We shake hands, introduce and perform small talk with Nikhil on our toes. He feels very thankful for the reception and climbs into the car. I wish him a good night and turn the other way. As Nikhil drives away I book a cab for my homeward trip.

Another stranger. Another conversation skilfully kickstarted. His mother, the driver said, has been admitted into a hospital and it has become too late for him to get home. Since waking up again early in the morning to start his shift would be difficult he had decided to simply continue driving through the wee hours.

Riding over a short bridge I see hairy pigs, dark as the night, scuttling across to a thick bush and disappearing there.

A few minutes later I am paying the driver outside my house. Before closing the door, I want to mouth something like ‘Take care of your mother,’ but it is so unlike me and I wonder if I am mature enough to say that.

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Clocks have Wings

Guess it is the email invitation from my college announcing our graduation ceremony that triggered in my mind what I am unable to pin under a name. But for clarity of expression, I can make a comparison – it felt like last year’s farewell.

In the traditional WhatsApp group that still held us together, I typed a message requesting for a conference call. Affirmative responses popped one after another, playfully pushing the earlier response above. While fixing a time for the call was a conflict, having to keep in mind the different time zones and carefully adding or subtracting hours, we soon settled on a day and time of commonest convenience: the morning of the approaching Sunday.

One of us who is with me here in India, the one who had made it an adamant point to be in touch with everyone, opened the call, not unexpectedly. When I joined, there were multiple voices, sounding as if echoing from my memory.

Greetings are customary, meaningless trivialities reserved for men and women of profession. When they noticed I had joined the call there came expressionistic equivalents of a casual pat, one even bordering on low-key abuse. Levity at once settled, like the usual coat of dust on a polished table, and it felt like time hadn’t sailed long at all.

I clicked each profile and viewed the familiar faces. Some were in day, some were in dark, but every face sent out warmth and aroused the feeling of belonging. Each had an associated emotion, hardcoded in the mind through familiarity. Memories coming to the forefront of the mind were more than many.

The topics for the discussion were several; higher degrees, professional life, trysts with love, of who will be the first to get into knots and stories of brief encounters with what I can’t list here in fear of offending the prudish. The topics were jumped into without minding to discriminate by gender, for years of oneness had aligned our outlook.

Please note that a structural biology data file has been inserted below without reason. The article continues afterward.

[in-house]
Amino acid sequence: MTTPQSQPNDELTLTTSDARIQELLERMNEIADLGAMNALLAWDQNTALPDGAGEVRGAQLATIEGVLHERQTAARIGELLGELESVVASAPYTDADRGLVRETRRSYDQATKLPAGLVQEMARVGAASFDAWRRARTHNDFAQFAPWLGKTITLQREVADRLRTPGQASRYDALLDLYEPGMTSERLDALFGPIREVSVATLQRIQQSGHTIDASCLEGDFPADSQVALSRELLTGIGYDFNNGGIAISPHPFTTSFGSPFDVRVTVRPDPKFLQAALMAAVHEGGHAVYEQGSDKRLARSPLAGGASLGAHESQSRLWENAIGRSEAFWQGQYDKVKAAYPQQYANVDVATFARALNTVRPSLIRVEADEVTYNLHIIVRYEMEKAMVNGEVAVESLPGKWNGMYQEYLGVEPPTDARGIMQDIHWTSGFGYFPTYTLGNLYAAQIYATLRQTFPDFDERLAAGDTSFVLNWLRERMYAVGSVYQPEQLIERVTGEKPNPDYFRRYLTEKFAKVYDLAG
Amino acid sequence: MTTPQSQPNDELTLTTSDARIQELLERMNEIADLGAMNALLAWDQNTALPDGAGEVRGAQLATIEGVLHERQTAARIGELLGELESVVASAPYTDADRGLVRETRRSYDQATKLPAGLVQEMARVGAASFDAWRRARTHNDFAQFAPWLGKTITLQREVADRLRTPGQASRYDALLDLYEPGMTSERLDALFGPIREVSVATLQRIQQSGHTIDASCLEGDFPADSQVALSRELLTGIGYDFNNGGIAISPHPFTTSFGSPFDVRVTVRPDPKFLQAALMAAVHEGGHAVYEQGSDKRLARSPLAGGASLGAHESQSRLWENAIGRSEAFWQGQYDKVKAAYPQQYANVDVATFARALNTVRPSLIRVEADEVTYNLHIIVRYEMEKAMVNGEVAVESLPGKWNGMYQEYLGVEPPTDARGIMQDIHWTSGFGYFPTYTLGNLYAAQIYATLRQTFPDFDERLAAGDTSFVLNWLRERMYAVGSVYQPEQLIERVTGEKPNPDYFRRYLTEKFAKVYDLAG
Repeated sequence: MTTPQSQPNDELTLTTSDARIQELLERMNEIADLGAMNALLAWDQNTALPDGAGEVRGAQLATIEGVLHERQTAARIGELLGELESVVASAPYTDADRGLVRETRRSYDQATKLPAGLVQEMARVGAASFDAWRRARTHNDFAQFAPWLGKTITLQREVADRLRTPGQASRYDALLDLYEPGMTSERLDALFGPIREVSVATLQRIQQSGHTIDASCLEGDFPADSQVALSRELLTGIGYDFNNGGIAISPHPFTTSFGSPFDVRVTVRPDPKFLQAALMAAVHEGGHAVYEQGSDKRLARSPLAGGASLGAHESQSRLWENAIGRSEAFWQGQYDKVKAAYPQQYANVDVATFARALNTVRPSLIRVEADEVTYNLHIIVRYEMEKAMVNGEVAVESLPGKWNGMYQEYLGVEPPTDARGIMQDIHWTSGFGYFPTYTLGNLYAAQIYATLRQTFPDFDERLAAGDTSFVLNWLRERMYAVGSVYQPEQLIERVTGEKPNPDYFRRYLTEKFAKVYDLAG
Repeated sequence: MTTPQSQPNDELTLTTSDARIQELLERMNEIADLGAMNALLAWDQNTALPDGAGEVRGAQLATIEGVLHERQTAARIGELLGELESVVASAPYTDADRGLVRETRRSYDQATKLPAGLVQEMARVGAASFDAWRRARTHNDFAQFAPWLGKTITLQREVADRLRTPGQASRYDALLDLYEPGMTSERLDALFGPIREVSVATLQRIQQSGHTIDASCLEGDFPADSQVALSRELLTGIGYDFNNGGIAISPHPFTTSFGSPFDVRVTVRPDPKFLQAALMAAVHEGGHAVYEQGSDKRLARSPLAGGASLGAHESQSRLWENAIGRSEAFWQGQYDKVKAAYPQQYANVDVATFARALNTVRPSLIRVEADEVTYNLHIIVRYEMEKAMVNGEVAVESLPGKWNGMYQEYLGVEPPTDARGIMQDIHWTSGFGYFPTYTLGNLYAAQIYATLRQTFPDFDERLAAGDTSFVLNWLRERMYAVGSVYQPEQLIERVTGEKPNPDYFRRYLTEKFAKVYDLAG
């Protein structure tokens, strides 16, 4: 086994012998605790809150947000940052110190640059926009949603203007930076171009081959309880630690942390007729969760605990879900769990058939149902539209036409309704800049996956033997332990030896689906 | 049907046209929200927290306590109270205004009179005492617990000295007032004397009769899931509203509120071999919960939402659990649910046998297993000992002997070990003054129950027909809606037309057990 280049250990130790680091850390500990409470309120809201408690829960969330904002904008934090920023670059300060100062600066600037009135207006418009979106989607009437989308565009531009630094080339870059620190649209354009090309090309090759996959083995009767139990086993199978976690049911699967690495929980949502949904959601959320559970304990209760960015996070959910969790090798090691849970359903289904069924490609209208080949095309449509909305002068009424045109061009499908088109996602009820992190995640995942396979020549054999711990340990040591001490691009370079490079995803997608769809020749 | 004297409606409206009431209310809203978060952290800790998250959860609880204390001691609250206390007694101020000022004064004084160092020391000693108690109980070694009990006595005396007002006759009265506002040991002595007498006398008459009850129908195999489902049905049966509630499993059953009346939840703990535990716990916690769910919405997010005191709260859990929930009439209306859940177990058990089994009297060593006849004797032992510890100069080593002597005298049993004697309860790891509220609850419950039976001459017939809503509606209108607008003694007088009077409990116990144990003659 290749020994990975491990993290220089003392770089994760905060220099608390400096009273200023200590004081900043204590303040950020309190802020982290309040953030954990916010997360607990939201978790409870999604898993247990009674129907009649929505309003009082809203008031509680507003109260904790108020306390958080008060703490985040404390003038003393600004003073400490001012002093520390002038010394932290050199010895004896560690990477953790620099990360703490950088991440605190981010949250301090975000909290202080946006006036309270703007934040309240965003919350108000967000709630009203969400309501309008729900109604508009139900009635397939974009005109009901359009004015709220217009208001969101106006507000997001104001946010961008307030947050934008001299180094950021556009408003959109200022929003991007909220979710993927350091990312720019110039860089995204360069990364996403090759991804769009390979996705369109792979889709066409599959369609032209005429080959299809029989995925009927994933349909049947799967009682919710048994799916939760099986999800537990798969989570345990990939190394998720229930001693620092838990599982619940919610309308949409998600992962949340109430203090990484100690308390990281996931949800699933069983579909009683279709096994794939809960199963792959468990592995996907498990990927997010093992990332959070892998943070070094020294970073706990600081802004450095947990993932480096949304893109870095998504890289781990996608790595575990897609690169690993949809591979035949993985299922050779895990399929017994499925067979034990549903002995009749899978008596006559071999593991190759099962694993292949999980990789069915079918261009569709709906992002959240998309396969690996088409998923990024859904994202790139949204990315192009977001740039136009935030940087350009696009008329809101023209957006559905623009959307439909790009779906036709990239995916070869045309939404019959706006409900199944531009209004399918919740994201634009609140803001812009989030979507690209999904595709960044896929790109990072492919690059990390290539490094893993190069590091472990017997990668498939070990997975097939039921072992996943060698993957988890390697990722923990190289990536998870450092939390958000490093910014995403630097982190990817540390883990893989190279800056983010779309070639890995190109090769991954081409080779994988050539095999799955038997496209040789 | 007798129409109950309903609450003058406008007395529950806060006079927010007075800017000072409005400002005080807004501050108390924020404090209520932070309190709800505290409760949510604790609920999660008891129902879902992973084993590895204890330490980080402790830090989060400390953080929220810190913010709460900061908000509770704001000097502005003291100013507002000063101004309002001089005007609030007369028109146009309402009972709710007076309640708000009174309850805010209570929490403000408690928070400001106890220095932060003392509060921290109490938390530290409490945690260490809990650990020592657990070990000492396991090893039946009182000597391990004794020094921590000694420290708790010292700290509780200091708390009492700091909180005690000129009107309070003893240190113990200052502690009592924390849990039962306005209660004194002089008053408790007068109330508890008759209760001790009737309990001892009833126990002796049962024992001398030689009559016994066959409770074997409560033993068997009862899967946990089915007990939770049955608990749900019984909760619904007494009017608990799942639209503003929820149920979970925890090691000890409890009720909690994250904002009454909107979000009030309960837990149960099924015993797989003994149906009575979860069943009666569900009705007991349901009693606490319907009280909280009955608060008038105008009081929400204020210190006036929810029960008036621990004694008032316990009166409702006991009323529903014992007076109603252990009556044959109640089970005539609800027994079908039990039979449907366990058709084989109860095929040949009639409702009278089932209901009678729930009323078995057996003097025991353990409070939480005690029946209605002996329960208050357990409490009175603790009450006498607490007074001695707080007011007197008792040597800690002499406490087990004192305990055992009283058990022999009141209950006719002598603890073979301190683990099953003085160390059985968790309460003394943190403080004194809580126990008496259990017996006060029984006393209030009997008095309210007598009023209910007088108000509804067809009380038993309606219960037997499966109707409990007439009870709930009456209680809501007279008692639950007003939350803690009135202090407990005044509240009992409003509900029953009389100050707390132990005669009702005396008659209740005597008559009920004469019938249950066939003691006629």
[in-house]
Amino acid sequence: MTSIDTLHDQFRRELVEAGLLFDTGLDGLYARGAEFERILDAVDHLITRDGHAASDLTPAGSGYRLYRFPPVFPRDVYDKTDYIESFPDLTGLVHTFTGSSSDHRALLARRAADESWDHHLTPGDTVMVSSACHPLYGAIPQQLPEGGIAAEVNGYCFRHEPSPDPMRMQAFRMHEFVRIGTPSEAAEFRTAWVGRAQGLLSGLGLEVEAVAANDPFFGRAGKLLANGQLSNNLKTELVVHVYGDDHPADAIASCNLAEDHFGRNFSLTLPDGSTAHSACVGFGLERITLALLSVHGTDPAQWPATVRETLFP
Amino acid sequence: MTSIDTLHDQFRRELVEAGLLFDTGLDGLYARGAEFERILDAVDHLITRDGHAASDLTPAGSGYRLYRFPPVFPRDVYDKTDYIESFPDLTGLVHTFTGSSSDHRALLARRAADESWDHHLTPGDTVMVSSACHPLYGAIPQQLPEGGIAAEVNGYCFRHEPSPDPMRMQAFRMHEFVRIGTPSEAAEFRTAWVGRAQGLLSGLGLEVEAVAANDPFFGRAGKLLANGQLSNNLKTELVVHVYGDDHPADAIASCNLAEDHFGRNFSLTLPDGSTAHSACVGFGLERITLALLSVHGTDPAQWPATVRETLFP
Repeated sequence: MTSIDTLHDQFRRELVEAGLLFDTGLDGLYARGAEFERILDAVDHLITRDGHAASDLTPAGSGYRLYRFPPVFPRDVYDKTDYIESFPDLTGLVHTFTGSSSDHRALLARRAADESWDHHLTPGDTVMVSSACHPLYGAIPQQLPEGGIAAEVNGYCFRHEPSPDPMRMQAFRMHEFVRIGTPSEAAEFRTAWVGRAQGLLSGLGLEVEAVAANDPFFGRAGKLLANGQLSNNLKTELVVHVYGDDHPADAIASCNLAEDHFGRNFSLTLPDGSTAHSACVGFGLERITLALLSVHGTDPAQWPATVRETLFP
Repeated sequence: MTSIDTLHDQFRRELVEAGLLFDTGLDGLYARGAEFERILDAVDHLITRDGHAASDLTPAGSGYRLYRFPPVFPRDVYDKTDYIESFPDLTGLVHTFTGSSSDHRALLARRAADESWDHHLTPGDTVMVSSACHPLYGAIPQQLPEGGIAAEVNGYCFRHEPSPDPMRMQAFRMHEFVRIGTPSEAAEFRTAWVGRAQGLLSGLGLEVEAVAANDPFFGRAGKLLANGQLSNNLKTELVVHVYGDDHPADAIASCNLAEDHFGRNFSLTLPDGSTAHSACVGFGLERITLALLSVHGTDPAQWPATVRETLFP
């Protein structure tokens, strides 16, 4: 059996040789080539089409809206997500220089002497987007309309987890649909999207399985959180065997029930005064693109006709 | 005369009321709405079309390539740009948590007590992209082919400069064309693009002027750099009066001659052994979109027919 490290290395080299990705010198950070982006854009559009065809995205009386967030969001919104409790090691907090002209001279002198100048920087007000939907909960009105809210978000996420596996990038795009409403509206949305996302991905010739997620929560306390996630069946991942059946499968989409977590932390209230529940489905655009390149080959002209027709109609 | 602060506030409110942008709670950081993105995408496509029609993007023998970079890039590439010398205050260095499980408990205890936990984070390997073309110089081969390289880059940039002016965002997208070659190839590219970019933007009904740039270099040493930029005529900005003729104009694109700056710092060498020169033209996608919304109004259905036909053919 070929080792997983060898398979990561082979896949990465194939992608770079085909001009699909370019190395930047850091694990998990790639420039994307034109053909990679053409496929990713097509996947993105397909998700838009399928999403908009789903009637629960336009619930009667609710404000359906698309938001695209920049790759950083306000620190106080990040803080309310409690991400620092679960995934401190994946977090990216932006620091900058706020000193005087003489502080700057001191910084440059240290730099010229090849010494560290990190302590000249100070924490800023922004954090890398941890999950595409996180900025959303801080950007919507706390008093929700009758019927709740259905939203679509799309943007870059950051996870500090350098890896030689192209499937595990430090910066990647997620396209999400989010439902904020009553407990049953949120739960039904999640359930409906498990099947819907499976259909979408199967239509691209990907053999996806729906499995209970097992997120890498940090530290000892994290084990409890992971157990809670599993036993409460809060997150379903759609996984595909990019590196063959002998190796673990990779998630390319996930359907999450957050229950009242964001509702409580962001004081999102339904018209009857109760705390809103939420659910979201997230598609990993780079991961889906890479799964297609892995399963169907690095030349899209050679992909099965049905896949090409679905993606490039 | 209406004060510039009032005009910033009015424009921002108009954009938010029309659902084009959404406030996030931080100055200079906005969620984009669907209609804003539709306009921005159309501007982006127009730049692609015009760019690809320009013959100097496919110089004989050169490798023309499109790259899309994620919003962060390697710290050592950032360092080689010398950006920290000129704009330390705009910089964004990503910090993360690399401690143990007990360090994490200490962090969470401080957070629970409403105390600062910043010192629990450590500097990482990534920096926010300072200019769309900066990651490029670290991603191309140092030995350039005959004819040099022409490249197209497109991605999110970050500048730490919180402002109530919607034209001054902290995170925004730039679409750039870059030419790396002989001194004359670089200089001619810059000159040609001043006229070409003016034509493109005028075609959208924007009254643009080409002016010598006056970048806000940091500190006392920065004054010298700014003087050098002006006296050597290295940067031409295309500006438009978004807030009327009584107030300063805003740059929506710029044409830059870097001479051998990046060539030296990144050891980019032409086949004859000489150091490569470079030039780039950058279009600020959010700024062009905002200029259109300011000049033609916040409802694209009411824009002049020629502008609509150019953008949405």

Mutual mockery soon followed, encouraged by laughs and giggles in the background. This only left me feeling more despondent, bringing to mind nostalgic images from a blissful past, where happiness was habitual and responsibility was nothing more than a word.

‘Guys, I have to get going,’ came a sudden voice. He had his internship to leave for.

The rest of the conversation was a struggle to weave together the past, present and future, in an attempt to find a place for everyone in life. Surely, those who were across seas would have felt the weight heavier, as the awareness of the fact that they would not be returning for the next many years had already sunk. Until that distant time, only online jaunts like this were to mollify them all.

Every time someone left, the default tone of the app sounded like death knell. We tried to maintain normalcy in the absence of the few. Stories were exchanged, minds were spoken out, but hitting silence at a point seemed inevitable. Cliched conversations had to be restarted.

College and shared incidents made sure to feature in the conversation, punctuated by exclamations of reminiscence. Each point of view was no different, as if experiences were actually one, and only complemented each other to present a vicarious picture.

The last piece of conversation was a request from those away to share photos from our Graduation Day. And then I lowered the phone and went to have my lunch. Only after mother’s hand intruded before my plate I realised I was far, far away from the canteen in college.